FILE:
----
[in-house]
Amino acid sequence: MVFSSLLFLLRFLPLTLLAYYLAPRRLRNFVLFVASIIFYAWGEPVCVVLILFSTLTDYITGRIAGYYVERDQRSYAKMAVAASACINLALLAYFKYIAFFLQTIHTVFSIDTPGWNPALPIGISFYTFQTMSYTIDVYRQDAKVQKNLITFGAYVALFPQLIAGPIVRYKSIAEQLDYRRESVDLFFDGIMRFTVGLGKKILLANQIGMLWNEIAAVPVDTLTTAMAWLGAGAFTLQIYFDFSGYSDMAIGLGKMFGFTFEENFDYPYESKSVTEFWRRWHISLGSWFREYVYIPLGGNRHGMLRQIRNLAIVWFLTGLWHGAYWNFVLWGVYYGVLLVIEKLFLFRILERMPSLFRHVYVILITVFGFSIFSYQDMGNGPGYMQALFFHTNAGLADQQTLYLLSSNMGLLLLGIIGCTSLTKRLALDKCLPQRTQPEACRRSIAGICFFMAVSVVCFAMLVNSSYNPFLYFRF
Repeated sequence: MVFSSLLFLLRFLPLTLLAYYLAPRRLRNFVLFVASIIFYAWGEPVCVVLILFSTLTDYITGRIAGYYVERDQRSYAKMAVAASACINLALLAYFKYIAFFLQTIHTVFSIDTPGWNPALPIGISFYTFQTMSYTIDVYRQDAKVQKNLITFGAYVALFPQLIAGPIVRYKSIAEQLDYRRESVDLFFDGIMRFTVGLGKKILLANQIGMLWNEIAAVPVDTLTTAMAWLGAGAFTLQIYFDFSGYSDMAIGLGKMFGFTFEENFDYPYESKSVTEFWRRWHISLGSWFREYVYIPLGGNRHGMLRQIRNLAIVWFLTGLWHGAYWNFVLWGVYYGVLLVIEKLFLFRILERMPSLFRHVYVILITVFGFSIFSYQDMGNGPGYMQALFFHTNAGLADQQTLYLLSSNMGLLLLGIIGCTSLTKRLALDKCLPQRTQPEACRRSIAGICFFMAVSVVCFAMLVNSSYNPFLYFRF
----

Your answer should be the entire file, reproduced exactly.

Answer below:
[in-house]
Amino acid sequence: MVFSSLLFLLRFLPLTLLAYYLAPRRLRNFVLFVASIIFYAWGEPVCVVLILFSTLTDYITGRIAGYYVERDQRSYAKMAVAASACINLALLAYFKYIAFFLQTIHTVFSIDTPGWNPALPIGISFYTFQTMSYTIDVYRQDAKVQKNLITFGAYVALFPQLIAGPIVRYKSIAEQLDYRRESVDLFFDGIMRFTVGLGKKILLANQIGMLWNEIAAVPVDTLTTAMAWLGAGAFTLQIYFDFSGYSDMAIGLGKMFGFTFEENFDYPYESKSVTEFWRRWHISLGSWFREYVYIPLGGNRHGMLRQIRNLAIVWFLTGLWHGAYWNFVLWGVYYGVLLVIEKLFLFRILERMPSLFRHVYVILITVFGFSIFSYQDMGNGPGYMQALFFHTNAGLADQQTLYLLSSNMGLLLLGIIGCTSLTKRLALDKCLPQRTQPEACRRSIAGICFFMAVSVVCFAMLVNSSYNPFLYFRF
Repeated sequence: MVFSSLLFLLRFLPLTLLAYYLAPRRLRNFVLFVASIIFYAWGEPVCVVLILFSTLTDYITGRIAGYYVERDQRSYAKMAVAASACINLALLAYFKYIAFFLQTIHTVFSIDTPGWNPALPIGISFYTFQTMSYTIDVYRQDAKVQKNLITFGAYVALFPQLIAGPIVRYKSIAEQLDYRRESVDLFFDGIMRFTVGLGKKILLANQIGMLWNEIAAVPVDTLTTAMAWLGAGAFTLQIYFDFSGYSDMAIGLGKMFGFTFEENFDYPYESKSVTEFWRRWHISLGSWFREYVYIPLGGNRHGMLRQIRNLAIVWFLTGLWHGAYWNFVLWGVYYGVLLVIEKLFLFRILERMPSLFRHVYVILITVFGFSIFSYQDMGNGPGYMQALFFHTNAGLADQQTLYLLSSNMGLLLLGIIGCTSLTKRLALDKCLPQRTQPEACRRSIAGICFFMAVSVVCFAMLVNSSYNPFLYFRF